updated 04:50 pm EST, Tue November 11, 2008
Team doubles battery life
A team of South Korean researchers has found a way to make lithium batteries 90 percent more efficient than current batteries. A Tuesday report says an applied chemistry professor at Hanyang University, Cho Jae-phil, leads the team of researchers, and claims that the new technology will allow the batteries in notebook PCs and cellphones to last eight times longer than conventional batteries. The significant capacity boost was made possible thanks to using three-dimensional porous silicon particles made of silica and hydrogen fluoride instead of graphite in the negative electrode.
While scientists already knew about the benefits of the new material, they were faced with the challenge of silicon expanding when put into contact with lithium. The research team reports that it was able to overcome this problem by using porous particles.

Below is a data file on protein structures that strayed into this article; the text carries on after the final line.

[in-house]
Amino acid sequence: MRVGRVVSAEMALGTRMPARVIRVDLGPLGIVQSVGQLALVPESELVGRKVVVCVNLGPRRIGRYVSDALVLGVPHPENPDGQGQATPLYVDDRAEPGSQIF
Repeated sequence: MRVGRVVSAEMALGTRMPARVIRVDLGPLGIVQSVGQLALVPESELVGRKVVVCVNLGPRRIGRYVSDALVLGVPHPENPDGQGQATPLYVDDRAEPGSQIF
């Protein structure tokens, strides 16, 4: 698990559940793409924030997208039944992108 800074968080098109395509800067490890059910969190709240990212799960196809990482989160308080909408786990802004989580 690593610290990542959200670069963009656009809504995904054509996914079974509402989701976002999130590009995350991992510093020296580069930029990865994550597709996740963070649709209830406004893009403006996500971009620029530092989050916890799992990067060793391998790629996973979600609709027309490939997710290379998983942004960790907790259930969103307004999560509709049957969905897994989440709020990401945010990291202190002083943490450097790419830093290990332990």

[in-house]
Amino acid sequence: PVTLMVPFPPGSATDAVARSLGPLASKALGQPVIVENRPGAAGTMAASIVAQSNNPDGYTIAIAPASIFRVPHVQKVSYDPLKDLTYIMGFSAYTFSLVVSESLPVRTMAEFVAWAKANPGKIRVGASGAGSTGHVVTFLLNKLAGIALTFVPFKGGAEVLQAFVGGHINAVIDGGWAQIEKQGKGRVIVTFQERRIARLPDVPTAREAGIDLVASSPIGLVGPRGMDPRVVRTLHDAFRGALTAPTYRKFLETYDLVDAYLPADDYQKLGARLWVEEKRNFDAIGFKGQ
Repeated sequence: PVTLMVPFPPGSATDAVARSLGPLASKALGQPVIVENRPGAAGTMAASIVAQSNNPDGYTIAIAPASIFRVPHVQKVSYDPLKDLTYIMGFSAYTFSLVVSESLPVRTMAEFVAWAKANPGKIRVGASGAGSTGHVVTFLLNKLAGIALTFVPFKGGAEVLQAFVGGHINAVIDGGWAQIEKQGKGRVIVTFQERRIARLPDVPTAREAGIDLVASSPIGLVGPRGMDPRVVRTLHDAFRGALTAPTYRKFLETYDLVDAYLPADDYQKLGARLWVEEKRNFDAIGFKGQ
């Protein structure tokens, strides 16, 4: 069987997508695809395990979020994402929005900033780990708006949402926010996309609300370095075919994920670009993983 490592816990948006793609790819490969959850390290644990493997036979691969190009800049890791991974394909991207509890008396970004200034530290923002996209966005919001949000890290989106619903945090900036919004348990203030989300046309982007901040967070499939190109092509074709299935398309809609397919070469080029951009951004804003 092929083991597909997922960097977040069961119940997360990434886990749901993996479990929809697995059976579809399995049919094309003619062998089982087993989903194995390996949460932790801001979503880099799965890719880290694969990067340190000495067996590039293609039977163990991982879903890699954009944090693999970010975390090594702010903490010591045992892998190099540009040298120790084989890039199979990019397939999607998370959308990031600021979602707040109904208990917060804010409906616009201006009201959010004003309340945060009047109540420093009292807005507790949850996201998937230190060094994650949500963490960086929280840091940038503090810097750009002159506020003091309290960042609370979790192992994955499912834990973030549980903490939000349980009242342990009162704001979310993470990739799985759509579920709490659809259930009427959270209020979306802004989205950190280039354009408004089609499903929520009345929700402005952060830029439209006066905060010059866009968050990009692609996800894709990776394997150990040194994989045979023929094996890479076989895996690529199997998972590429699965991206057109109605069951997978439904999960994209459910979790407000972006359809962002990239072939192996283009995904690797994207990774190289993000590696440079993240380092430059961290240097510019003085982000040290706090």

The researchers have already applied for four basic technology patents in South Korea, the United States and the European Union. Cho says commercial production of the new, high-capacity batteries could begin as soon as four years. Currently, the team is working on incorporating the technology to work with solar panels.